Fair-Oak Elementary SRO Fired Amid Homeland Security Investigation

The former SRO has been named as a suspect in a criminal sexual conduct investigation involving a minor under 16 years of age.

Fair-Oak Elementary SRO Fired Amid Homeland Security Investigation

WESTMINSTER, S.C. — A South Carolina school resource officer (SRO) has been terminated after being named as a suspect in a criminal sexual misconduct federal investigation.

Oconee County Sheriff Mike Crenshaw said he was contacted last Thursday by the Department of Homeland Security (DHS) about the months-long investigation into Fair-Oak Elementary School SRO John Towery, reports WSPA. As a result, Towery was fired as both SRO and an employee with the sheriff’s office.

According to the South Carolina Criminal Justice Academy, the DHS has an “open investigation for criminal sexual conduct with a minor less than 16 years of age out of Anderson County” involving Towery. Federal agents interviewed Towery last week as part of their investigation.

“I terminated John’s employment with our department last Thursday. This is an ongoing investigation so as you know, I can’t share specific details,” Crenshaw said. “I will share with you that, based on what I know at this time, John’s involvement in this investigation occurred outside of our county and does not involve any citizens from our county, nor any other employees of our department. The Sheriff’s Office embraces high standards of accountability in our mission statement. I hold our employees to the high standard that our citizens expect from law enforcement.”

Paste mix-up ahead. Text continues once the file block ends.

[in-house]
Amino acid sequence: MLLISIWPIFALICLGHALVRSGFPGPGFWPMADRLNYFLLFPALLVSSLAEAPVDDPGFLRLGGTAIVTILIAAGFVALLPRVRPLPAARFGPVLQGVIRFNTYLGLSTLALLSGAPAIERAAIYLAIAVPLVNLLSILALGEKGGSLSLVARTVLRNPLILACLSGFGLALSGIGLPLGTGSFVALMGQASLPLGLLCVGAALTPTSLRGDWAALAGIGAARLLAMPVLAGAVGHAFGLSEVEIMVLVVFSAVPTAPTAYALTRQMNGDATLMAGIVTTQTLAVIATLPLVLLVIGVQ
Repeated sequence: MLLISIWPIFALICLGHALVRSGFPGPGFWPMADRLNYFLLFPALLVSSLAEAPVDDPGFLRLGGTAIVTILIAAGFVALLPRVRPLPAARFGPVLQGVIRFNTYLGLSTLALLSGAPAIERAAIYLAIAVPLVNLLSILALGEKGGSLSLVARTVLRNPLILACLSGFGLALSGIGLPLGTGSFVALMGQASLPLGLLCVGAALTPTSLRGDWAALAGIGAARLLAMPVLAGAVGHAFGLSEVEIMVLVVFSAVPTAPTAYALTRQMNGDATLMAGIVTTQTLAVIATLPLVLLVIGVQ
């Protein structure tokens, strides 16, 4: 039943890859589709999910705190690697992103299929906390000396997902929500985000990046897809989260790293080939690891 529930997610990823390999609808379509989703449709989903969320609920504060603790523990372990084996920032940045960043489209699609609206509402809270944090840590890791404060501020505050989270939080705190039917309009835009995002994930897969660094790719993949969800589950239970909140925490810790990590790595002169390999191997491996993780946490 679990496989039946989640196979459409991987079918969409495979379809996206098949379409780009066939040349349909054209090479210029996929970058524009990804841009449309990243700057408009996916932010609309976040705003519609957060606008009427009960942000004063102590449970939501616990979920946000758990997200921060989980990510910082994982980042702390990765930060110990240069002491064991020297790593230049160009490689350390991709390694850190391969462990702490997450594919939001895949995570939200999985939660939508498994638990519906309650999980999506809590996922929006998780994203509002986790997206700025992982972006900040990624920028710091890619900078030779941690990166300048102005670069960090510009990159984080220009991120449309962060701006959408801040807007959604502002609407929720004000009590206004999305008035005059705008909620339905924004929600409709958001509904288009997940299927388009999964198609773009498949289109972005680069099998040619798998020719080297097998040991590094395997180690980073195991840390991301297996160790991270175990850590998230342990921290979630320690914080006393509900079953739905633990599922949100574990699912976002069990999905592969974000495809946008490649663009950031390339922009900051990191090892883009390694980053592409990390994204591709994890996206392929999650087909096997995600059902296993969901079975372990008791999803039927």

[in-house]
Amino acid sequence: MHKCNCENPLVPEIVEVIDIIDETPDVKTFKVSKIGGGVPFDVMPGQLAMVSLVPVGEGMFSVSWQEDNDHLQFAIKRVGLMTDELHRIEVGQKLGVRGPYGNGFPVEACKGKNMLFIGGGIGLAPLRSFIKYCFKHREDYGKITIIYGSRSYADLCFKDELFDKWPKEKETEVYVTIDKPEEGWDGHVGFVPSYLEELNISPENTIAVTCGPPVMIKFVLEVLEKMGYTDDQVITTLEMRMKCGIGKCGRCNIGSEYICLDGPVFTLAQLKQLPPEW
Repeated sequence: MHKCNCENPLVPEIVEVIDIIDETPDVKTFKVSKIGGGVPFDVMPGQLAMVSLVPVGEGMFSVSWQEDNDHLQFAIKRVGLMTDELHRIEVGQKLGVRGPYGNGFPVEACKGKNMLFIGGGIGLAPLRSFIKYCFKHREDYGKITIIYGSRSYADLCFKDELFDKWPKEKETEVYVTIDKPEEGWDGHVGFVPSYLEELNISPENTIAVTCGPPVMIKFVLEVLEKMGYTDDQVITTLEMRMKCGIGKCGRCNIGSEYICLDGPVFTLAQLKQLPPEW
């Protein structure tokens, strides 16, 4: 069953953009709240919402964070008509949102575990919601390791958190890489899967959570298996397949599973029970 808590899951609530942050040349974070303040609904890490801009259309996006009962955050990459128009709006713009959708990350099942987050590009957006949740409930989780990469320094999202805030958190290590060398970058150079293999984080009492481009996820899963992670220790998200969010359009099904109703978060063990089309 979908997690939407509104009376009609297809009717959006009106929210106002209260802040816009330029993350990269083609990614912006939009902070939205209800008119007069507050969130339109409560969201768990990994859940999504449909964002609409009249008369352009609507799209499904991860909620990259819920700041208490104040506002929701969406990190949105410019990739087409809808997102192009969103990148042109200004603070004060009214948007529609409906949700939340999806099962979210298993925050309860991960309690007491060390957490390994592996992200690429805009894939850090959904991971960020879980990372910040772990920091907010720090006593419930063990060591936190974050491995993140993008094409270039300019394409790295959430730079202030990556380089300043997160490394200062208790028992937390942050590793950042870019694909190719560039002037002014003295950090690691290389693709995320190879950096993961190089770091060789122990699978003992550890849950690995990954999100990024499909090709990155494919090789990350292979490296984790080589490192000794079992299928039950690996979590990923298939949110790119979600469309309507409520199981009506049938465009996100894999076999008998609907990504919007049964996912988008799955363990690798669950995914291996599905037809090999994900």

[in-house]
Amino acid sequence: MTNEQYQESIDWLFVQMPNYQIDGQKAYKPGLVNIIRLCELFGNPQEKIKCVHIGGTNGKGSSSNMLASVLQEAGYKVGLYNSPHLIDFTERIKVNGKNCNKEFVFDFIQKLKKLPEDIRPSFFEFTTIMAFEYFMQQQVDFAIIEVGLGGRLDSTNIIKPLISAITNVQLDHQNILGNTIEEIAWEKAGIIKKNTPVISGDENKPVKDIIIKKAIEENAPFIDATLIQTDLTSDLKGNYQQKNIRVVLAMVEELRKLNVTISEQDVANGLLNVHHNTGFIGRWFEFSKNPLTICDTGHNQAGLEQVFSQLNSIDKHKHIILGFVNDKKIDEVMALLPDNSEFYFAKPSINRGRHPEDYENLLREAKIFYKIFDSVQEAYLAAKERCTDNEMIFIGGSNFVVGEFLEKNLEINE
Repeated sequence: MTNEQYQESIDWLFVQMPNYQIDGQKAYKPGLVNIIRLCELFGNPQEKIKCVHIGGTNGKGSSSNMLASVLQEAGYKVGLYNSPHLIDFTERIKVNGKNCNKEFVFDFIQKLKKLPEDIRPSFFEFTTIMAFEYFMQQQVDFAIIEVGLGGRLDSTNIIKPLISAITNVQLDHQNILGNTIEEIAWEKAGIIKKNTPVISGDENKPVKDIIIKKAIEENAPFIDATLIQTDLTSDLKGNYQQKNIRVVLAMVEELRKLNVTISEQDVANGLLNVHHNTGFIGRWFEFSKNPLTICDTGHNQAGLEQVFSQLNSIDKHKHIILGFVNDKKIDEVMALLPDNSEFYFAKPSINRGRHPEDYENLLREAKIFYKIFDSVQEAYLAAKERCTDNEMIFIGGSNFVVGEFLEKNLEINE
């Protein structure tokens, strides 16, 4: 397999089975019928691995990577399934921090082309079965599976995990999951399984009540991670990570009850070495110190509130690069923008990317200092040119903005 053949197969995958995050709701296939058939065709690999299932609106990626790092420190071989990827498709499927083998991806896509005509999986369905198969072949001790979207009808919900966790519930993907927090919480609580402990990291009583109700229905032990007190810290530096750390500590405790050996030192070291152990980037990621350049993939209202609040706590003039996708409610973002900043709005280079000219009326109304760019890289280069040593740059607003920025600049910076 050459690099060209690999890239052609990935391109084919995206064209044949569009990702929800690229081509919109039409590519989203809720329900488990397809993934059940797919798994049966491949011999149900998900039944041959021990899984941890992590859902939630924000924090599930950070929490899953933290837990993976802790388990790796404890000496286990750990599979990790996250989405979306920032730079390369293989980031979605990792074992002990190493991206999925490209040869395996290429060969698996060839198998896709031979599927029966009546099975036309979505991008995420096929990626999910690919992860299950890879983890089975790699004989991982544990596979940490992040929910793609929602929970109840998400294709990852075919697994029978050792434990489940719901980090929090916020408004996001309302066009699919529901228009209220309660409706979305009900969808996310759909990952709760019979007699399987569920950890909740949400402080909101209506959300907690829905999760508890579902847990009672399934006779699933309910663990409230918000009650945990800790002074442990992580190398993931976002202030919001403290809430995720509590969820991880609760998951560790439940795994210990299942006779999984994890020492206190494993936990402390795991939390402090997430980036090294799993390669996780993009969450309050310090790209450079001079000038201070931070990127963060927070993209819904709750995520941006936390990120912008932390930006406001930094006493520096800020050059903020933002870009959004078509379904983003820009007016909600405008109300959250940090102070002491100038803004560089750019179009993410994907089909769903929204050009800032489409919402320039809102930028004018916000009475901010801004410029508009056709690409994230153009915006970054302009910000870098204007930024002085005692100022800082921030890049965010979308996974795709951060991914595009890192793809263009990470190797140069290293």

Towery previously worked for the Edisto Beach Police Department since 2005 before joining the Oconee County Sheriff’s Office in 2012, according to Independent Mail. He was promoted to master deputy in 2014 then to corporal in 2018 when he was chosen for the SRO position.

Crenshaw said other officers are covering Fair-Oak in Towery’s absence.

“With Fair-Oak being one of our most rural schools, we definitely want someone there,” he said. “Other SROs are filling in as needed to make sure the school is covered and we’re advertising the vacancy to fill it as quickly as possible with the right person.”

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Amy is Campus Safety’s Executive Editor. Prior to joining the editorial team in 2017, she worked in both events and digital marketing.

Amy has many close relatives and friends who are teachers, motivating her to learn and share as much as she can about campus security. She has a minor in education and has worked with children in several capacities, further deepening her passion for keeping students safe.

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